“Egg”ing on Senior’s CUS Project

What came first, the chicken or the egg? In this case, it’s Kaylie’s Coginchaug Senior Project (CUSP). Senior Kaylie LeMere took advantage of the opportunity, given to graduating seniors, and cleverly constructed an exciting experiment. Kaylie came up with the idea of ex-ovo chick cultures when she “saw a video on Facebook of students in Japan doing this experiment” and decided to take it into her own hands and try it for herself.

During this experiment, Kaylie is attempting to grow a fertilized chicken embryo into a chick, but there’s a catch: she is doing this all while the chicken embryo is out of its usual shell. Instead, the embryo inside the yoke is placed in an artificial vessel, which consists of plastic wrap draped over a styrofoam cup in order to allow flexibility, covered with a clear plastic petri dish in order to see the development. This arrangement is placed in the incubator in Mrs. Siedlecki’s science classroom at CRHS.

Kaylie first received fertilized chicken eggs on Wednesday, Jan. 25, at which time they were put in the fridge until that Friday. It was on the next Monday that the eggs began the incubation process. She slowly started to witness signs of life, but the eggs were roughly three weeks old when they started to die off.  As the number of days increased in the development process, the number of developing chickens decreased until there was just one. The lone embryo continued to mature, showing different stages of the growth process.  

(Warning: Photos and videos may be disturbing to some viewers)

4.) The lonechicken (By Marissa Bizzario)

“the lone chicken”

(Video of the last surviving chicken in the first trial)


Eventually the first chicken that was grown in this experiment died on Feb. 16, but that did not stop Kaylie. She preserved the non-living embryos which now can be viewed in Mrs.Siedlecki’s room.  Thanks to Paul VanSteenbergen, CRHS custodian, Kaylie was able to receive a new generation of fertilized eggs.  Because “Mr. Paul” owns chickens and ducks, he donated chicken eggs such as Banty or Bantam chickens and regular chickens, as well as six duck eggs.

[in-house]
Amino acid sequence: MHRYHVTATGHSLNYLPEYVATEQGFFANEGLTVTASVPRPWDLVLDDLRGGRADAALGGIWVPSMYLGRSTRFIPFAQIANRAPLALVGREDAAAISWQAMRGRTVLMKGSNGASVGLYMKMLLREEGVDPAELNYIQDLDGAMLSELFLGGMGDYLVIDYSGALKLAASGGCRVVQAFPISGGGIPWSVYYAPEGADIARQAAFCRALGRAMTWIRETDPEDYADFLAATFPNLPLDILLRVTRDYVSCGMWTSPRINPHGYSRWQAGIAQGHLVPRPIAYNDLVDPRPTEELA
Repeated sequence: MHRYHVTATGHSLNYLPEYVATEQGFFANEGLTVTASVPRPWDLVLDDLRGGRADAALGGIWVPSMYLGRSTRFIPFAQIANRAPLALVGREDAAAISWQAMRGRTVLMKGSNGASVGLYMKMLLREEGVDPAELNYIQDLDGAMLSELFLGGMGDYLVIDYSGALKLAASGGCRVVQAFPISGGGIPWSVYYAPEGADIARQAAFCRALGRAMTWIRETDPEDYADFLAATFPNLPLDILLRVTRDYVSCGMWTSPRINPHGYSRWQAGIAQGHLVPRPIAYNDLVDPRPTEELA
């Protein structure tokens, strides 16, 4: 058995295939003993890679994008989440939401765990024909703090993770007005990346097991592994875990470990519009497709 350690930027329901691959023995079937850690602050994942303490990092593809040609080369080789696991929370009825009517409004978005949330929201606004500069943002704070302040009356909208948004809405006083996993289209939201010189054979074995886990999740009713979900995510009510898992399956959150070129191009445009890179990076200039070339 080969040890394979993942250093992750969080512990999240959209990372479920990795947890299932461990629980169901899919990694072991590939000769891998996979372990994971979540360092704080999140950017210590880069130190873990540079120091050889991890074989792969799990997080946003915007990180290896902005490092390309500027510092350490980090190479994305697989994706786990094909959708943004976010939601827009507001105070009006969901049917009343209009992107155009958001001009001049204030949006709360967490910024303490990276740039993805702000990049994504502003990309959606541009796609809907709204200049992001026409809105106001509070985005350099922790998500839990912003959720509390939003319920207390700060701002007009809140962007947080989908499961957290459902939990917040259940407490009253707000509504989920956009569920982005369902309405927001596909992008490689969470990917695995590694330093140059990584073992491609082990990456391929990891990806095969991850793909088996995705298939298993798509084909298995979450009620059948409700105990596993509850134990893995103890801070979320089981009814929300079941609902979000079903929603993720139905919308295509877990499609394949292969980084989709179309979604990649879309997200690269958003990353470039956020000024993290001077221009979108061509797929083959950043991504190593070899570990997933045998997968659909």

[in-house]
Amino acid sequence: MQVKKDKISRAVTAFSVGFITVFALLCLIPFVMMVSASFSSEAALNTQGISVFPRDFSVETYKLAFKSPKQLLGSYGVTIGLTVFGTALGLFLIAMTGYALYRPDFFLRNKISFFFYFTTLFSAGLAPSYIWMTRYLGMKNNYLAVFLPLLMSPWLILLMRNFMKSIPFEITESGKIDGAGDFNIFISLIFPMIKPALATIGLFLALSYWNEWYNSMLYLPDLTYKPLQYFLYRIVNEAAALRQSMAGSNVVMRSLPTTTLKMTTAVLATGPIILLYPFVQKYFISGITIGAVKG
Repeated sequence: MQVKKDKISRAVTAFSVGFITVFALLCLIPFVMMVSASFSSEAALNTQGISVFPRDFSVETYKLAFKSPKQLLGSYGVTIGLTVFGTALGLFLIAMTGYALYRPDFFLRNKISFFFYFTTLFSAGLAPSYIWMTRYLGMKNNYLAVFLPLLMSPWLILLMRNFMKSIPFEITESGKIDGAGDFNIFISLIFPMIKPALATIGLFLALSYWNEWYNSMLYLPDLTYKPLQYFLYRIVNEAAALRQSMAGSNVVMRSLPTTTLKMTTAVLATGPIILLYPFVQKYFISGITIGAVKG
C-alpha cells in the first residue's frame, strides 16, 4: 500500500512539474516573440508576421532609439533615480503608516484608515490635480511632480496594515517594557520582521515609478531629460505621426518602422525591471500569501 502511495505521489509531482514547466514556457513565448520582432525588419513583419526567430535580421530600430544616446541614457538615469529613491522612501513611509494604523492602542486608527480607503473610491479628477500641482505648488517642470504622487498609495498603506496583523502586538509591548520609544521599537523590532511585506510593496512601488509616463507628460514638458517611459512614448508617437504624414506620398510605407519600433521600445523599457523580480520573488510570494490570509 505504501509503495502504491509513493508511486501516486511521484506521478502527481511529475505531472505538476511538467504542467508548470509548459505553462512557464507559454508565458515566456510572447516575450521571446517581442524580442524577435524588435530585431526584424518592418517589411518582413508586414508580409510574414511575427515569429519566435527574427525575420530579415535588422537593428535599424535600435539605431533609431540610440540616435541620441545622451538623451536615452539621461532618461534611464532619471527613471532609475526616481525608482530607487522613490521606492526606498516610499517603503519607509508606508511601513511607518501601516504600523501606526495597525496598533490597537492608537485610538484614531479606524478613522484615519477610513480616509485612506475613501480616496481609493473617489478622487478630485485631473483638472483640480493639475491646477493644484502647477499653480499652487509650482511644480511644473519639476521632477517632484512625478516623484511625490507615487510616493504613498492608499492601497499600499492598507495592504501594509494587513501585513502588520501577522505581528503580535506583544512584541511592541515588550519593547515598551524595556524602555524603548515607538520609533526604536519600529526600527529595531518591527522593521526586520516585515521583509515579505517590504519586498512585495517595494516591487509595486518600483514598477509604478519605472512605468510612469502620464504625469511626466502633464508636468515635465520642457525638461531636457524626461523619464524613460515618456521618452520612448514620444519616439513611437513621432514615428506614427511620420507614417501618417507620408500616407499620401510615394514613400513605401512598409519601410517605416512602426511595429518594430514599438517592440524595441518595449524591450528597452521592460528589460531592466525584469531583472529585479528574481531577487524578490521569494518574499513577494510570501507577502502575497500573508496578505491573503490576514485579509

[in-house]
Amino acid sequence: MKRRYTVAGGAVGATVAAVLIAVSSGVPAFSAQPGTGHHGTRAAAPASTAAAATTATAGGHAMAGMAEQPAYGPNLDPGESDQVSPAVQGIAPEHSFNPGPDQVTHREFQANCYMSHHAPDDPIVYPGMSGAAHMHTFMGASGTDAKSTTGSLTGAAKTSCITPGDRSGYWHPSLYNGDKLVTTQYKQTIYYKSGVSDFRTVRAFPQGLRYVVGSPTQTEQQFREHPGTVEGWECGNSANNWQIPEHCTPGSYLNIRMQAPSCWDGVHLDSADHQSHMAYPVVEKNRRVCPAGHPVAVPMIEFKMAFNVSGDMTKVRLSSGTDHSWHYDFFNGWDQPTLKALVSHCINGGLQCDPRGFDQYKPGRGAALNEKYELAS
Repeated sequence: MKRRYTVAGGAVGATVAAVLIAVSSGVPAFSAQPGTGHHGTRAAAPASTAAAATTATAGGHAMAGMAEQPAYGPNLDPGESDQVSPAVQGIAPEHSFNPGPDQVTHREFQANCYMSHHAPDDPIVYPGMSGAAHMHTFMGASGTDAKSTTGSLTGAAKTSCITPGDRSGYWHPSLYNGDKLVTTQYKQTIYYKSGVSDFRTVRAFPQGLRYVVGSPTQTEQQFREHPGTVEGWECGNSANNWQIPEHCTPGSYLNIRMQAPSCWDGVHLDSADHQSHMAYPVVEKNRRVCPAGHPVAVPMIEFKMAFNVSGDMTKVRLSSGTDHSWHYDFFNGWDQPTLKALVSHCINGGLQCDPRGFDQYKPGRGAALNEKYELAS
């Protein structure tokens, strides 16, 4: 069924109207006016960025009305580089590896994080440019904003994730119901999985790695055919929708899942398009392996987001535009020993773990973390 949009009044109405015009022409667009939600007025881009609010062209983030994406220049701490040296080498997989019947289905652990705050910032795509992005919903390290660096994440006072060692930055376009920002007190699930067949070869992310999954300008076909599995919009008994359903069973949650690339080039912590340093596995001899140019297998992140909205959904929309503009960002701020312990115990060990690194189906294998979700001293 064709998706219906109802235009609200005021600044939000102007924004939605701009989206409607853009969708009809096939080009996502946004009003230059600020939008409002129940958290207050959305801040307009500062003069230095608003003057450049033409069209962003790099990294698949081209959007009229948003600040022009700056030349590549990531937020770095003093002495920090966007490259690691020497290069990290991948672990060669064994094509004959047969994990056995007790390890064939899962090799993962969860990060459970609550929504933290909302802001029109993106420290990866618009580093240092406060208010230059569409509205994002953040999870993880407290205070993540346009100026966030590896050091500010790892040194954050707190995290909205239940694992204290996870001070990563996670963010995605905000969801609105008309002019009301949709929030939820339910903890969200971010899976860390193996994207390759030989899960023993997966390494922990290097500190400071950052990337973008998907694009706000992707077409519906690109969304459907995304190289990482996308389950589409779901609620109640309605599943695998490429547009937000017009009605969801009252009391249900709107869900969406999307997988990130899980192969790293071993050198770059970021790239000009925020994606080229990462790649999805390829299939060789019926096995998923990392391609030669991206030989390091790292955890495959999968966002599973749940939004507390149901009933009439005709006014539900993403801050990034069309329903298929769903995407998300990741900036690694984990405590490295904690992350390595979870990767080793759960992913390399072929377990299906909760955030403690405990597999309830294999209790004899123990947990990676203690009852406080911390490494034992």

After a couple weeks, she found that not all the eggs were fertilized. Kaylie had to recreate a new trail once again. Kaylie is now growing these new fertilized eggs (chickens as well as ducks) with the same procedure as before. With different types of eggs, the duck eggs, the hope is that these breeds may be stronger and that the experiment will turn out to be a success. Kaylie explains, “The goal is to see if I can do it. It’s such a cool thing, and it’s getting other people involved. The animal behavior class is interested in it as well as teachers throughout the school.” With signs of a heart beat in two of the developing duck embryos, the new trial of the experiment shows potential and will be interesting to follow.  

Videos of the developing chickens from the first trial:


The developing ducks Ducks from the 3rd trial:







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